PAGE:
Reading a MACD chart is relatively straightforward.
The first thing to consider is the slope of the chart in general. If both lines are sloped up, then the market is in a general bull run. If the lines are sloped down, then the market is retreating and is in the midst of a bear run.
The interesting part comes in when you consider the distance and direction of the lines from each other.
Like other varieties of moving average charts, when the short-term moving average is above the medium- or long-term moving average, sentiment is good and the price can be expected to rise. The degree to which this is the case can be measured by the lines at the bottom of the chart. Long, upward-point lines indicate a healthy distance between the short- and medium-term moving averages. Practically, this means that short-term prices are outperforming their medium-term equivalents.
It’s worth noting that this is only a snapshot of the market as it immediately stands, and the prices can’t be extrapolated long term. For example, a wide divergence in an upward direction between short- and medium-term prices might mean that the market is on its way to being overbought. Conversely, if the lines are long and point downward, you can infer that the market is in a downward trend but might very well be on the way to being oversold.
In both scenarios, what you’re looking for is a crossover of the lines. This indicates a trend reversal and can be used to plan future trades.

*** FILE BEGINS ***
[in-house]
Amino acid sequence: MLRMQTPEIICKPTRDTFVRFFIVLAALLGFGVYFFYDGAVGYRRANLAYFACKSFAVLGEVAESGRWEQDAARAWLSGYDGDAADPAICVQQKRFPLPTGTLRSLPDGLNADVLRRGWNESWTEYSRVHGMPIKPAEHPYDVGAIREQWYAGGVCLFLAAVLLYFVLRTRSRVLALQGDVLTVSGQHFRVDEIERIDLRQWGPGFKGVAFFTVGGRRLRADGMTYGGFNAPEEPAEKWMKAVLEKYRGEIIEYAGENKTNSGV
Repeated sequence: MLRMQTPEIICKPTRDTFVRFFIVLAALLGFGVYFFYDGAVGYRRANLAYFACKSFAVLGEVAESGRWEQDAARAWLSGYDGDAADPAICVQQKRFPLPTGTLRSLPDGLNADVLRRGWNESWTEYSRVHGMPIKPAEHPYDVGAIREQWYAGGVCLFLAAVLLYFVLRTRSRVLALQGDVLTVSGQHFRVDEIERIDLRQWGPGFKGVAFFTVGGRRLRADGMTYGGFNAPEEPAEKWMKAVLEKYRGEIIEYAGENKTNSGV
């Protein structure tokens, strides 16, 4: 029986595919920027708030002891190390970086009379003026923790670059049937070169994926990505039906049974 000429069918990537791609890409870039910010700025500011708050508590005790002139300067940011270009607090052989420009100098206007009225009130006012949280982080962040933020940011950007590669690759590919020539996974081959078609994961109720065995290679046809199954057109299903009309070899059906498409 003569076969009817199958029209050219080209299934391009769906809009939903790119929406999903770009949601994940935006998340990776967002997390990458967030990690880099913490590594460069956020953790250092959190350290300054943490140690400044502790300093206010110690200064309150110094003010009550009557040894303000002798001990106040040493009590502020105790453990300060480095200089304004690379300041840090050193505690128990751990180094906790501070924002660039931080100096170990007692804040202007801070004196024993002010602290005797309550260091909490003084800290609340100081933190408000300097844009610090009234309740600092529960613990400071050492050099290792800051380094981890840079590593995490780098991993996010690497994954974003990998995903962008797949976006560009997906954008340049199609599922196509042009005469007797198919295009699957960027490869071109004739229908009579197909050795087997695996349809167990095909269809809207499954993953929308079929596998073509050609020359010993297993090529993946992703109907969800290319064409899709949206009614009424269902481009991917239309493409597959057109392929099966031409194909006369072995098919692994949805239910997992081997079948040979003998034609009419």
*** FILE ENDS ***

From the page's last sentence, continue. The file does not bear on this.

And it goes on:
If the short-term moving average crosses the medium-term moving average from above – putting it below the medium-term moving average line – that tells us that pricing sentiment has tanked and the market is experiencing pullback. If it crosses from below and travels above the medium-term moving average, sentiment has perked up and we should expect price increases in the near future.
Image from Investopedia
As is always the case with lagging indicators, it’s always a good idea to doublecheck your work with a different technical analysis indicator to confirm the overall trend. Moving averages alone shouldn’t be used to forge pricing positions or buy-in levels.
Limitations of the MACD Indicator
The first and most obvious drawback of the MACD indicator is that the settings can differ from user to user. We’ve already discussed the 12- and 26-day moving average version vs. the 12- and 9-day version. These differences can mean that two different MACD users might get different readings from the same data, depending on which version they choose to use.